Buy Indian Act: New Policy Memo Aims To Increase Set-Asides

Buy Indian Act set-asides might increase following the Department of the Interior’s recent release of a Buy Indian Act National Policy Memorandum.

In the January 2016 Memorandum, the DOI establishes a policy of maximizing the use of the Buy Indian Act and increasing the number of Buy Indian Act set-asides.  The Buy Indian Act Memorandum comes in the wake of a GAO Report issued last summer, which criticized the Bureau of Indian Affairs and the Indian Health Service for their implementation of the Buy Indian Act.

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GAO: Agency Reasonably Adjusted Sub’s Unsubstantiated Costs

Under a solicitation for a cost-reimbursable contract, an offeror’s proposed costs are not controlling, because the government is on the hook for the contractor’s actual and allowable incurred costs. Before making an award decision, the government must consider whether the proposed costs should be upwardly adjusted.

A recent GAO bid protest decision highlights the need for offerors bidding on cost-reimbursable work to make sure that their proposed costs are realistic and substantiated—including the proposed costs of major subcontractors.

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Tick-Tock: NAICS Code Appeal Clock Keeps Running During Discussions

A NAICS code appeal ordinarily must be filed within ten days of the issuance of a solicitation–and a prospective offeror’s discussions with the Contracting Officer do not extend the deadline.

In a recent NAICS code appeal decision, the SBA Office of Hearings and Appeals confirmed that the ten-day clock keeps moving even while a prospective offeror is working behind the scenes in an effort to convince the procuring agency to change the NAICS code.

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SmallGovCon Week In Review: January 18-22, 2016

Hopefully those of you on the East Coast are hunkered down and ready for the historic snow storm headed your way.  And since many of our readers may be having a lot of unplanned time at home this weekend, we have the perfect idea to prevent boredom: catching up on the latest and greatest in government contracts news.

In this week’s edition of SmallGovCon Week In Review, a major investigation of the AbilityOne program is underway, Guy Timberlake offers some common sense advice on multiple-award contracts, and much more.

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SBA OHA: Shared Ownership In Eight Companies Caused Affiliation

Individuals who had common investments in eight different companies were treated as a single person for purposes of the SBA’s affiliation rules–and the aggregation of those owners’ interests cost one company a small business set-aside award.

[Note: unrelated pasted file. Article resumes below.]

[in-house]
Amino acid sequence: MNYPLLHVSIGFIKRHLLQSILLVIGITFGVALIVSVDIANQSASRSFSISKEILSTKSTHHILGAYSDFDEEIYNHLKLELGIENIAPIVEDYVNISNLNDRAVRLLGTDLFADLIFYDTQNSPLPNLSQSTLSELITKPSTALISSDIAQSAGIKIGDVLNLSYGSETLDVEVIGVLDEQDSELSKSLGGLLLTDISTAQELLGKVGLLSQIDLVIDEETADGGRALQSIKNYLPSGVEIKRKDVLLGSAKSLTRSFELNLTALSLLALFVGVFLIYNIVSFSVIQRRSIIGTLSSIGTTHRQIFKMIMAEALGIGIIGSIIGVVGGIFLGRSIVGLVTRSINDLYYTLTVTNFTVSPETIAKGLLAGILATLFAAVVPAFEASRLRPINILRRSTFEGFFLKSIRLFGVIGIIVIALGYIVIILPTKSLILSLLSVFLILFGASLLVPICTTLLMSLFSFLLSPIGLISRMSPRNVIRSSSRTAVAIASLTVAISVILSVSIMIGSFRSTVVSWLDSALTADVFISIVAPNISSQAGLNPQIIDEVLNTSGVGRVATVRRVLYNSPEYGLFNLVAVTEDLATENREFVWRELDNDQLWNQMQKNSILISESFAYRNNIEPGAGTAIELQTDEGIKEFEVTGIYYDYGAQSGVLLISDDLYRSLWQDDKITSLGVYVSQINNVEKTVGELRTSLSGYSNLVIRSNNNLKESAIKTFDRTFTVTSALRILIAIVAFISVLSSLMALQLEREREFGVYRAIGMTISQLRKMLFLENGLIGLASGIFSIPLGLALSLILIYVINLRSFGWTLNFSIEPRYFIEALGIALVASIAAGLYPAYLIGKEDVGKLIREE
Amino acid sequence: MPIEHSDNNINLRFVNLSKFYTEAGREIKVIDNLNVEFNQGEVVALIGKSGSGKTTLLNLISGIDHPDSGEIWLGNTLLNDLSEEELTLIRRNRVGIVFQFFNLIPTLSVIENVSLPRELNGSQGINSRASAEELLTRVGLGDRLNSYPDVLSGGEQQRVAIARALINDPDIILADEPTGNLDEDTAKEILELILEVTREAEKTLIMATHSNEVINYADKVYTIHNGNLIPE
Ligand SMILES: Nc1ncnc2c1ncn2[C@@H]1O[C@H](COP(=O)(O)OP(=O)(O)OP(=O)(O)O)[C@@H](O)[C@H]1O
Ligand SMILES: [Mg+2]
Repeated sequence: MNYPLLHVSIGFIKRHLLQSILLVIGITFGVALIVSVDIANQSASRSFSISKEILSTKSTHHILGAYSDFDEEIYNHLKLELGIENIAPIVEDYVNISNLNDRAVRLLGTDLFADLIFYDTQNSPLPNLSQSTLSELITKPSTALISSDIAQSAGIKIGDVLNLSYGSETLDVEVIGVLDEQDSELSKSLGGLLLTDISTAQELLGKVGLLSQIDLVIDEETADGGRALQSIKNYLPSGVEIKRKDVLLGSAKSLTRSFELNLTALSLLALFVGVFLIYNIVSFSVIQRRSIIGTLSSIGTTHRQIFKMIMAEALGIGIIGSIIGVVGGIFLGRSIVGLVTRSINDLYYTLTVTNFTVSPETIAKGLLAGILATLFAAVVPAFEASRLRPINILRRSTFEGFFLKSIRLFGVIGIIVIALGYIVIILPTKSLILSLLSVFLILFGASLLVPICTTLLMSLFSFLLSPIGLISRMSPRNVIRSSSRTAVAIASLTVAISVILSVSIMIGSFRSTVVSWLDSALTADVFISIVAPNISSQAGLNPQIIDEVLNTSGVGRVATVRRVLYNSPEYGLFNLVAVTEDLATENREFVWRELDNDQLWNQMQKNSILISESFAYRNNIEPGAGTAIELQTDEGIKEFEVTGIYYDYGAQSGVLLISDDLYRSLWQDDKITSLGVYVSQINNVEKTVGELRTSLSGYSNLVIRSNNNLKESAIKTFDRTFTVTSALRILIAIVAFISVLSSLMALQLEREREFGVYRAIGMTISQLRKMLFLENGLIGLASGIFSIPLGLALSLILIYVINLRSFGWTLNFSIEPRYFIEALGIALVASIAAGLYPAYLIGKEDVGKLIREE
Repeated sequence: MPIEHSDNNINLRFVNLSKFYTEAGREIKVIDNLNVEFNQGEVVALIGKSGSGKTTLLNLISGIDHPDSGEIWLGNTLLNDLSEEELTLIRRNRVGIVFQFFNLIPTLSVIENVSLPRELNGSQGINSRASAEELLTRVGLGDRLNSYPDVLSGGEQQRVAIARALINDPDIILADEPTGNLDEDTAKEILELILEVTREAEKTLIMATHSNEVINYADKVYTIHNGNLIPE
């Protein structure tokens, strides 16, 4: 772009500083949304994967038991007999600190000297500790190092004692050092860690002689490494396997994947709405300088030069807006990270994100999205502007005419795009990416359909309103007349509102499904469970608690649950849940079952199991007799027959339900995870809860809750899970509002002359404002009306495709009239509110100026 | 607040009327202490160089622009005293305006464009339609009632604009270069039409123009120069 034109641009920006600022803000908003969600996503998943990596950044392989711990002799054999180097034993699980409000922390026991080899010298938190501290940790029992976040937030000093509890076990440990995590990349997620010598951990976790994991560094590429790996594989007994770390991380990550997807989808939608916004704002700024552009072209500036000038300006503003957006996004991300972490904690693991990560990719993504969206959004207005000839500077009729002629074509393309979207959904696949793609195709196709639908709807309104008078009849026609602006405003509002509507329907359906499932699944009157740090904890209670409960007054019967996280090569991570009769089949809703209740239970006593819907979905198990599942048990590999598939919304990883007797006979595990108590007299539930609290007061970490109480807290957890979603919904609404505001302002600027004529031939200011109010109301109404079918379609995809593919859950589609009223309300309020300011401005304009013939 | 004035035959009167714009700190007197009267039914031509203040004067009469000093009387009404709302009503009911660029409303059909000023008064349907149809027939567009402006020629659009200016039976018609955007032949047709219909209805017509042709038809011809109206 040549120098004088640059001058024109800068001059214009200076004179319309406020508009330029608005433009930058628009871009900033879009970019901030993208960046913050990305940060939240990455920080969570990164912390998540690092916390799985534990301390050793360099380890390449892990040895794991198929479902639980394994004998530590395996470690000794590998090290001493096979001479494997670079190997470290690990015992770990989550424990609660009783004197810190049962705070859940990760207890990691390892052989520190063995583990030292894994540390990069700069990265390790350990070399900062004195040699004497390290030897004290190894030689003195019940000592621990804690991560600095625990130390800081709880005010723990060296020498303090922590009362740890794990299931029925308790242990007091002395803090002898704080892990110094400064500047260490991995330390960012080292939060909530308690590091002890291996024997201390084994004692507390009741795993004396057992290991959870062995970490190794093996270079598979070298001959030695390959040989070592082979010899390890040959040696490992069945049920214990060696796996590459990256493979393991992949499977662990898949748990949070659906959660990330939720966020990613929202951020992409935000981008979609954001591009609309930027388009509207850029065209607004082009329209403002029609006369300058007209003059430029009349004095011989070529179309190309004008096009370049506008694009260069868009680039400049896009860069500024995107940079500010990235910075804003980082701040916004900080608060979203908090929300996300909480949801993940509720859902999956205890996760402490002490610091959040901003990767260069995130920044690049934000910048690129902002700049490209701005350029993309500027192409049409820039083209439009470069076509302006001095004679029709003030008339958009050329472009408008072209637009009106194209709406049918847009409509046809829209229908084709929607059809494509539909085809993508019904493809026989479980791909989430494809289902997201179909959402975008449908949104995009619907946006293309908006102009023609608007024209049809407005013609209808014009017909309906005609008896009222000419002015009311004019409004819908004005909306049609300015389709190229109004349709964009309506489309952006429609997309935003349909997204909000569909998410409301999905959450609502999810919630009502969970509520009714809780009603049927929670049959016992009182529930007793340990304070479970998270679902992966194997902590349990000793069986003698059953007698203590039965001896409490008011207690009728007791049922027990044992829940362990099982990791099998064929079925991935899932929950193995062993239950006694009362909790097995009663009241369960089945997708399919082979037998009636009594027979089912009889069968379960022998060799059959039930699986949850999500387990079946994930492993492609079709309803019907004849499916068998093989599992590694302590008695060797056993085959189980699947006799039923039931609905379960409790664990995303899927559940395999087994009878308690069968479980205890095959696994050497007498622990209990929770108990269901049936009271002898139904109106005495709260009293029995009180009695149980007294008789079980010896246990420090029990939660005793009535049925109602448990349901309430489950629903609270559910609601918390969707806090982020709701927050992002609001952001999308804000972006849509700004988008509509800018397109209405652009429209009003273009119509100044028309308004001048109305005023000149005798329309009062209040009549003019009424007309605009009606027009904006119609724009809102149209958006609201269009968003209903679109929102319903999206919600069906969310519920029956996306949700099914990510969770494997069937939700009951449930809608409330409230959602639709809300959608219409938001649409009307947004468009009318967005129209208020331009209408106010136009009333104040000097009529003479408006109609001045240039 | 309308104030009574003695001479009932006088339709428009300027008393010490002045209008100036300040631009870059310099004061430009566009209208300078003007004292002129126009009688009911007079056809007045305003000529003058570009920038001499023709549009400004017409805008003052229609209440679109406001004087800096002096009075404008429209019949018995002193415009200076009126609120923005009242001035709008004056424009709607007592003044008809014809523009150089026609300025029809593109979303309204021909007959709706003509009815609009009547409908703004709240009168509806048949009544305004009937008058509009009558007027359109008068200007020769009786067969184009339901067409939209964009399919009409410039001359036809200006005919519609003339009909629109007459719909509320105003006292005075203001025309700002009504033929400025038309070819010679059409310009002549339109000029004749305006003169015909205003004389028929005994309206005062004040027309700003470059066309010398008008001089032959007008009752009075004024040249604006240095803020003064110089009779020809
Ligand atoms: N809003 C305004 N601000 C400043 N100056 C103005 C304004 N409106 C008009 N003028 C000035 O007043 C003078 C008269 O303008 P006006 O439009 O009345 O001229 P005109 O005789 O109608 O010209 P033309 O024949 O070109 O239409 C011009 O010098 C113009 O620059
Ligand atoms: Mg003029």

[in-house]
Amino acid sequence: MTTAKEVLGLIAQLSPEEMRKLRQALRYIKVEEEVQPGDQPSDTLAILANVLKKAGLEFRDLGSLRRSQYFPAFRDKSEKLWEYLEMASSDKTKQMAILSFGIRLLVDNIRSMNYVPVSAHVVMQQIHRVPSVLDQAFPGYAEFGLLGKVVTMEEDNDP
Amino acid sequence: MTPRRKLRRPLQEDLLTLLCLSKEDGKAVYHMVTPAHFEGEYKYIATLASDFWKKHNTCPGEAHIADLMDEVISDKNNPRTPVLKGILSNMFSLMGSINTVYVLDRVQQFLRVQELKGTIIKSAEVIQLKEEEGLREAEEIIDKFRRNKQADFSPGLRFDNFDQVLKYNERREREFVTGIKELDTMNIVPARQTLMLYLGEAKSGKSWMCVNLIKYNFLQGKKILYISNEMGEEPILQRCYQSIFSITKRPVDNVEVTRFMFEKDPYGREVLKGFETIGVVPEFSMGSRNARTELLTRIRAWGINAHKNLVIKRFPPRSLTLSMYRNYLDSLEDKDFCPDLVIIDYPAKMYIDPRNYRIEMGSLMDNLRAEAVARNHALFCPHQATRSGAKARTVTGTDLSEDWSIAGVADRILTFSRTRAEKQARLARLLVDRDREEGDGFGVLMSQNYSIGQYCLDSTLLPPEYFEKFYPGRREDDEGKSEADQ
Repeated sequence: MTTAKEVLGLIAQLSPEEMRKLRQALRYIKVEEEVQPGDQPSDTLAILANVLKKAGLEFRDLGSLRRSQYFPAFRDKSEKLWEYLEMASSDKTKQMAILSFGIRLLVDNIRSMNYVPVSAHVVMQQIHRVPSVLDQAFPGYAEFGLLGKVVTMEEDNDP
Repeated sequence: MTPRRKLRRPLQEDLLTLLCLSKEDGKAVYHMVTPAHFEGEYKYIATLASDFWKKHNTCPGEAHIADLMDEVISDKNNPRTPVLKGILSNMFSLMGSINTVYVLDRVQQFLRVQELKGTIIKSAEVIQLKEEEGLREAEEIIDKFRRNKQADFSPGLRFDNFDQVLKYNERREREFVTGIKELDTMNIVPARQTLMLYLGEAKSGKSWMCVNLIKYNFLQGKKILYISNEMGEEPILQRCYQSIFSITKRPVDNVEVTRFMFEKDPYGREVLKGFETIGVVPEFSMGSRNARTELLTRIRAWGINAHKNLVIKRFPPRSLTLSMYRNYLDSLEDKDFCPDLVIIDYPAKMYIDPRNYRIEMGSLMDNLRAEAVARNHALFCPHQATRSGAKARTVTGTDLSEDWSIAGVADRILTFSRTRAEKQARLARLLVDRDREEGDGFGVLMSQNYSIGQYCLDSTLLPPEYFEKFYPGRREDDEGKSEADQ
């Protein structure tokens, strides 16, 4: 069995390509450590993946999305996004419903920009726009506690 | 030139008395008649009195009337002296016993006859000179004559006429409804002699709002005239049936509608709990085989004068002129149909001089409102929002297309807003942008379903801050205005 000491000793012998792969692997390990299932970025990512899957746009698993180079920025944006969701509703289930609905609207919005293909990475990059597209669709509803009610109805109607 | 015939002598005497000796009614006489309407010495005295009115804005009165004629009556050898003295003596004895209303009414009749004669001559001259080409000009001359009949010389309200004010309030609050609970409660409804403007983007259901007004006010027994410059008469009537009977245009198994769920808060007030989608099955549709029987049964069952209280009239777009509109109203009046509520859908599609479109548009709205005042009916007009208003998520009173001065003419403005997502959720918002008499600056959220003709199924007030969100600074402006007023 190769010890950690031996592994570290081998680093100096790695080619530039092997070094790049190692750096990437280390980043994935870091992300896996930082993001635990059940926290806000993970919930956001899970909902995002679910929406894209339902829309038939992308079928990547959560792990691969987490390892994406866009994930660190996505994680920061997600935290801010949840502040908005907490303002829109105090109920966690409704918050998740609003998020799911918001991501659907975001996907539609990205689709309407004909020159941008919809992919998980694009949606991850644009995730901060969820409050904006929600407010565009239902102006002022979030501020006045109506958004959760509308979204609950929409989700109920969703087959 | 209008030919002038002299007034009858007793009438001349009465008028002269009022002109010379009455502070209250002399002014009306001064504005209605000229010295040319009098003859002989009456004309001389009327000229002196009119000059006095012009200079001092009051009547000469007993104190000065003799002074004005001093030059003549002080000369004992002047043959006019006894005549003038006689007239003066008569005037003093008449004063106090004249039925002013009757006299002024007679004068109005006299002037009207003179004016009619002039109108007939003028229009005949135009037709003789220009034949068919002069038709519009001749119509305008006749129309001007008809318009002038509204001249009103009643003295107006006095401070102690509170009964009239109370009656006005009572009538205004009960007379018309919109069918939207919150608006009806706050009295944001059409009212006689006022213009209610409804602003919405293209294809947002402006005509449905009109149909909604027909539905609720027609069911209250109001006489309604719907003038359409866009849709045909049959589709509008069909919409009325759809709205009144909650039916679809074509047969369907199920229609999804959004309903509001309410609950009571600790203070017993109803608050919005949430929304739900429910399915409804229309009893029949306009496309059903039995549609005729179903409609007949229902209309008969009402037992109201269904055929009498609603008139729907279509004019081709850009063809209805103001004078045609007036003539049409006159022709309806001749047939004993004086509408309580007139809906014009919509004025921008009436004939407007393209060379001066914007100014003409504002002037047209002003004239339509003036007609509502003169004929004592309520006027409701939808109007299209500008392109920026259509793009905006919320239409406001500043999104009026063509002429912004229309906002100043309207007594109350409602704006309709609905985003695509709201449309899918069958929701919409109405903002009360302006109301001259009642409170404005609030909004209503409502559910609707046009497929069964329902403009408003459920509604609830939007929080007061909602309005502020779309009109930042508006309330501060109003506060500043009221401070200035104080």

In a recent decision, the SBA Office of Hearings and Appeals explained how the little-understood common investments affiliation rule works, and in so doing, provided an important warning to business owners who may not realize that affiliation can result from common investments in multiple entities.

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Bare-Bones Organizational Chart Sinks Proposal

When a procuring agency asks for details, an offeror better provide those details–or run the risk of exclusion from the competition.

Recently, the GAO has confirmed that offerors must provide sufficient detail or run the risk of being eliminated from a competition. First, came Res Rei Development, Inc., B-40466.7 (Comp. Gen. Oct. 16, 2015), where GAO held that an agency can find a proposal technically unacceptable when it essentially parrots the terms of the solicitation. Now comes LOTOS S.r.l., B-411717.5 (Comp. Gen. Nov. 19, 2015), where GAO found that the agency had reasonably excluded an offeror from the competition based in part on the offeror’s failure to provide a detailed organizational chart.

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SmallGovCon Week In Review: January 11-15, 2016

With half of January already in the books and the days already beginning to stay light longer, we can begin to dream about warm spring months ahead. That is, until you walk out the front door and a blast of winter air hits your face. But so long as it is cold outside, why not curl up somewhere warm with a little light government contracts reading?

In this week’s SmallGovCon Week in Review, we bring you articles involving fraud charges, a rundown of some new legislation that could affect contractors, the potential elimination of DUNS codes, plus much more.

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